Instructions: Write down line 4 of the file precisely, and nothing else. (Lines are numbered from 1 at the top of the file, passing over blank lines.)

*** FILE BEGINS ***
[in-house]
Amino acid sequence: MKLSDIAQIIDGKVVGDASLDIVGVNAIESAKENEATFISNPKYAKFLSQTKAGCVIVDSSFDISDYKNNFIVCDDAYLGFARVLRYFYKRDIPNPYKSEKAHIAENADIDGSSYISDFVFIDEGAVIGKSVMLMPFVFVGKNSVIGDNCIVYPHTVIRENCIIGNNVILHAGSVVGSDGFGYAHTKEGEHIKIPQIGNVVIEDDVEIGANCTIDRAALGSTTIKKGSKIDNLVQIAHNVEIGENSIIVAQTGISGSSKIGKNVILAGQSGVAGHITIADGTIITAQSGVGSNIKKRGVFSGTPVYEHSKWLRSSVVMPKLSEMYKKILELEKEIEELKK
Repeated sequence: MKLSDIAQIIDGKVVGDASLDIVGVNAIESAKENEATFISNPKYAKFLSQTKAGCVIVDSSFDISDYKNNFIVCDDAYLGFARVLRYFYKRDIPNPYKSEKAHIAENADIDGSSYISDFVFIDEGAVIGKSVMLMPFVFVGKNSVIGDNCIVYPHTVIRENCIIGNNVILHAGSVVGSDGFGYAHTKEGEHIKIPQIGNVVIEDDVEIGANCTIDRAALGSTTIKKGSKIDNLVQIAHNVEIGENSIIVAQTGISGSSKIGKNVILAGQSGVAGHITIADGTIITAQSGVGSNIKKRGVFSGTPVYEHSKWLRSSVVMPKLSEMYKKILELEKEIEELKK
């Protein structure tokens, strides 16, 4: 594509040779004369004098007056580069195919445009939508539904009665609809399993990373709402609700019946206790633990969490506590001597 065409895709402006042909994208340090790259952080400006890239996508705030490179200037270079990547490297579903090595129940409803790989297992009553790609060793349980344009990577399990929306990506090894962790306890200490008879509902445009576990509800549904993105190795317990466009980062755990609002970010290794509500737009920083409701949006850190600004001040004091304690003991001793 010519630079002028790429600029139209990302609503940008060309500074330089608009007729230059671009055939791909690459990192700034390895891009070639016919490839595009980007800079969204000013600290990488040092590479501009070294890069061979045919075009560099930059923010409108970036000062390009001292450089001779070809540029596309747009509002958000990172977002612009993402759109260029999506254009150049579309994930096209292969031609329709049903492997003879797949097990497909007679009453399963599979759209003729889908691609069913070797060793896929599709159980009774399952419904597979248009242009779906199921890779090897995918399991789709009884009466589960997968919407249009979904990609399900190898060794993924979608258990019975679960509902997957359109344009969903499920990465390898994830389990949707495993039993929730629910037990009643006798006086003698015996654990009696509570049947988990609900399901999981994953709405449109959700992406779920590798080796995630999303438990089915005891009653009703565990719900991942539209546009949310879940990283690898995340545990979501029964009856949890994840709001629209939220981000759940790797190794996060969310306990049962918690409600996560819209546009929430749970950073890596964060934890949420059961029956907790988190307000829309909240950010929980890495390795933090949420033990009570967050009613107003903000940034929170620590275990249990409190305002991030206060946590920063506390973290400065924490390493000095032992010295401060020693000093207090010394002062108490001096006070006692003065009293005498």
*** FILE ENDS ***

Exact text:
């Protein structure tokens, strides 16, 4: 594509040779004369004098007056580069195919445009939508539904009665609809399993990373709402609700019946206790633990969490506590001597 065409895709402006042909994208340090790259952080400006890239996508705030490179200037270079990547490297579903090595129940409803790989297992009553790609060793349980344009990577399990929306990506090894962790306890200490008879509902445009576990509800549904993105190795317990466009980062755990609002970010290794509500737009920083409701949006850190600004001040004091304690003991001793 010519630079002028790429600029139209990302609503940008060309500074330089608009007729230059671009055939791909690459990192700034390895891009070639016919490839595009980007800079969204000013600290990488040092590479501009070294890069061979045919075009560099930059923010409108970036000062390009001292450089001779070809540029596309747009509002958000990172977002612009993402759109260029999506254009150049579309994930096209292969031609329709049903492997003879797949097990497909007679009453399963599979759209003729889908691609069913070797060793896929599709159980009774399952419904597979248009242009779906199921890779090897995918399991789709009884009466589960997968919407249009979904990609399900190898060794993924979608258990019975679960509902997957359109344009969903499920990465390898994830389990949707495993039993929730629910037990009643006798006086003698015996654990009696509570049947988990609900399901999981994953709405449109959700992406779920590798080796995630999303438990089915005891009653009703565990719900991942539209546009949310879940990283690898995340545990979501029964009856949890994840709001629209939220981000759940790797190794996060969310306990049962918690409600996560819209546009929430749970950073890596964060934890949420059961029956907790988190307000829309909240950010929980890495390795933090949420033990009570967050009613107003903000940034929170620590275990249990409190305002991030206060946590920063506390973290400065924490390493000095032992010295401060020693000093207090010394002062108490001096006070006692003065009293005498």